I have a confession to make. I used to bite my nails. Not the occasional, demure, gentle nibble; this was full-on gnawing and chewing. If I wasn’t satisfied afterwards I might go after the cuticles. This often happened outside of conscious awareness when I was in graduate school; I might be in class, or meeting with a client, and find that my hand had traveled to my mouth and I was obliviously chomping away. I had tried (what I thought at the time was) everything. I even used that nail polish that has a terrible taste. Once I began to actually enjoy the taste of the bitter varnish, I knew that things needed to change, but how? How do you change a habit? Read on to learn more!
- Choose ONE habit to work on at a time: It’s 12:01 on New Year’s Day and you’re thinking about all of the ways that this year will be different. This year you will quit smoking, floss more, lose 10 pounds, start meditating, and pay more attention during your 10:00am staff meeting. You’ve already set yourself up for failure. Adopting a go big or go home attitude towards change is overwhelming, and at best, you’ll charge forward and stop after your immediate attempts at changing everything about yourself fail to work, or at worst, you’ll become so overwhelmed with the enormity of the project before you that you’ll quit before you even get started. To avoid this trap, choose one habit to focus on. Success breeds success, and you’ll be more motivated to tackle other challenges afterwards!
- Make the unconscious, conscious: Many habits that folks would like to change have become so ingrained that they take place largely outside of conscious awareness. Perhaps you light up a cigarette as soon as traffic begins to build up during your commute, or you head straight to the fridge and mindlessly pull things out as soon as you return home from work. The first step towards habit change is becoming more aware of the habit in the first place. A simple way to do this is through self-monitoring. Once you’ve chosen the habit you would like to change, start writing down each time you find yourself engaging in it. This will help to make you more aware of the situations, thoughts, and feelings that are likely to trigger your habit, and more aware of when you engage in it.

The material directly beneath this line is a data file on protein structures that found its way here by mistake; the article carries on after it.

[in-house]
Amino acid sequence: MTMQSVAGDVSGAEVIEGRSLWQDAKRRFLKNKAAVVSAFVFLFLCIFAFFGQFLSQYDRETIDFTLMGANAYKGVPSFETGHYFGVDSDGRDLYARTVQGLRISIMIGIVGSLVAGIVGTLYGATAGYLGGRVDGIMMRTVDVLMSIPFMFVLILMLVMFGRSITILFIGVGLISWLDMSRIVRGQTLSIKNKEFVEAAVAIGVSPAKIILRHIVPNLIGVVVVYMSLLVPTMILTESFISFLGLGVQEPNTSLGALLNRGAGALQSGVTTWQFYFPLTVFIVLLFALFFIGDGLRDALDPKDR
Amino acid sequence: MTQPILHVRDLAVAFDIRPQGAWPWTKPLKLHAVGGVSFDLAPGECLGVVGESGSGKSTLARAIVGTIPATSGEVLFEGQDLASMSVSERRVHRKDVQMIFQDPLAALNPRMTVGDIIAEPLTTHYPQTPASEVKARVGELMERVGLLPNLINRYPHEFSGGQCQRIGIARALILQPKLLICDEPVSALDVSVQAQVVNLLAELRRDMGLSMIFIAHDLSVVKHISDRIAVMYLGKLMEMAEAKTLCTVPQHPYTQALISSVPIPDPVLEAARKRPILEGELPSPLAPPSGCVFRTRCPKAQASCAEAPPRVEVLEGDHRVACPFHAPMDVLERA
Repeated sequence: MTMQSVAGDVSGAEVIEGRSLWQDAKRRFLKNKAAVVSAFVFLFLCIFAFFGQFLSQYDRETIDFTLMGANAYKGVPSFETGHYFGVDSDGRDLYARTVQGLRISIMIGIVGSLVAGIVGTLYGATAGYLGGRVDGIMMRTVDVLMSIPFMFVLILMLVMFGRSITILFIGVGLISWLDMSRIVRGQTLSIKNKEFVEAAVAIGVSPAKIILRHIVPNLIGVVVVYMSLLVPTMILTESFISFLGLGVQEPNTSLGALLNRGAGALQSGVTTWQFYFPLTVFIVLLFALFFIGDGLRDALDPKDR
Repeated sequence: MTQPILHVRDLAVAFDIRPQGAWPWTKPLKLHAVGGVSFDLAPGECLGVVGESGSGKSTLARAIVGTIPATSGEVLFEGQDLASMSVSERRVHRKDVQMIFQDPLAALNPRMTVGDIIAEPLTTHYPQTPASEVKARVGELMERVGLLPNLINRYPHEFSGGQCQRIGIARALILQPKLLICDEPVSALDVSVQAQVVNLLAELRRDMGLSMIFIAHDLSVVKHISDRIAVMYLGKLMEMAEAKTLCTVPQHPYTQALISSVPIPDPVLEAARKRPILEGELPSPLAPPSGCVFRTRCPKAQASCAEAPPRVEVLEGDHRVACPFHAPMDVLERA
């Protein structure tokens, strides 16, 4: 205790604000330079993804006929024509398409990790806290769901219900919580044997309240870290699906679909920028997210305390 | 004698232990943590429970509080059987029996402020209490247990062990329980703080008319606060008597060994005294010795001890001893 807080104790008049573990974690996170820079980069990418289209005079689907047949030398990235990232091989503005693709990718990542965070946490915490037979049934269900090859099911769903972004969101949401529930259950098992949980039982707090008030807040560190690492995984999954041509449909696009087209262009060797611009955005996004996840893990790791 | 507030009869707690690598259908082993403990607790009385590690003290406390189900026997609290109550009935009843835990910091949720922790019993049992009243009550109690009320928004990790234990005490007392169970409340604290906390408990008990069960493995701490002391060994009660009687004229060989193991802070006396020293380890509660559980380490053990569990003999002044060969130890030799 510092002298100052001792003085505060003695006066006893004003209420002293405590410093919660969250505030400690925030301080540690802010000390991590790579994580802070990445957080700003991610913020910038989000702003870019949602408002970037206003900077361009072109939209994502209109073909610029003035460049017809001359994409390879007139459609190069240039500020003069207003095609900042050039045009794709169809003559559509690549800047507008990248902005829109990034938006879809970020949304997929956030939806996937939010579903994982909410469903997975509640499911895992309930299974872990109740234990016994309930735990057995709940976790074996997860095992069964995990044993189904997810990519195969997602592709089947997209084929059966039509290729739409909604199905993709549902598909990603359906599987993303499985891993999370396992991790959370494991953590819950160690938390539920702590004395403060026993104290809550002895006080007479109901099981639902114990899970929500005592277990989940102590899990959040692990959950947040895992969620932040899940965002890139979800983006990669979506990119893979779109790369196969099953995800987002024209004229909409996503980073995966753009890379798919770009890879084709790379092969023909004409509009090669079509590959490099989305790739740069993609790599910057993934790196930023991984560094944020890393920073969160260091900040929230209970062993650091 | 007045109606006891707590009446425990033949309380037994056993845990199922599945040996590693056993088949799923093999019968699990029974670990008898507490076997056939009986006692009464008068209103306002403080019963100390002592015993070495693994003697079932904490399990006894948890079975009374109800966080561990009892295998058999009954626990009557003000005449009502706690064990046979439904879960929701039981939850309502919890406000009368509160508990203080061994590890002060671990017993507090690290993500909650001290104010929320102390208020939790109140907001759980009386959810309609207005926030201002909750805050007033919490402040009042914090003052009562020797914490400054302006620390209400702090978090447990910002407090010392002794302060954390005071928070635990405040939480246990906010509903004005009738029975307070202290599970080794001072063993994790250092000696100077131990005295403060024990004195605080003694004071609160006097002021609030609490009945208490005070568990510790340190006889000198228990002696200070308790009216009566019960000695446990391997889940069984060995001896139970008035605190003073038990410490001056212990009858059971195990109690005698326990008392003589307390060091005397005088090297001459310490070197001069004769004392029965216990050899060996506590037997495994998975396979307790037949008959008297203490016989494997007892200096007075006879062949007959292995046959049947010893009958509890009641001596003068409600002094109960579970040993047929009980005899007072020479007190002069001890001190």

- Set reasonable goals: I know that you want to wake up on Monday morning at 5am, go to the gym for an hour, and then repeat every single day for the rest of your life, but if you’re picking up on a theme at this point, it’s slow it down! Trying to change too quickly is a sure fire way to burn out on your self change project. Choose reasonable, objective goals. If you’ve not been active for some time, perhaps a 10 minute walk around the block three times in the next week is a better place to start.
- Practice self reward: Let’s face it, when we’re not happy with ourselves, we often don’t treat ourselves very well. As humans, we tend to think we’ll get better results from punishing ourselves for our (perceived) bad behavior, rather than rewarding ourselves for positive behavior. Change is hard. Reward yourself for the positive steps you’re taking. Not only will you create incentive for more change, but treating yourself well will lead to feeling better about yourself, which will create more motivation for change!
- Make meaningful changes based on the function of your habit: Once you’ve mastered the basics outlined above, take a real look at when, where, and why your habit happens. Do you chew your nails every time you’re stuck in traffic? Does being stuck in traffic cause you stress and anxiety? Once you’ve been able to figure out what purpose your habit serves (and you wouldn’t be doing it if it didn’t), you can begin to replace it with more helpful behaviors. Maybe an audiobook or some deep breathing exercises might help with that stressful commute, and take some of the stress off of your nails?
- Be open to professional help: Changing any habit is hard, but some habits are more amenable to going the solo route than others. If you struggle with drug addiction, eating disordered behaviors, or self harm (not an exhaustive list) these are habits that will benefit from professional assistance to guide you through the change process.
I hope these steps are helpful to you as you embark on your habit changing journey! Have you successfully changed a habit? How did you do it? Comment below!
Dr. Scrivani specializes in the treatment of anxiety and related disorders, and provides tele-mental health services to residents of New York and Florida. Call (888) 535-5671 or email [email protected] Visit Dr. Scrivani’s iTherapy webpage to learn more.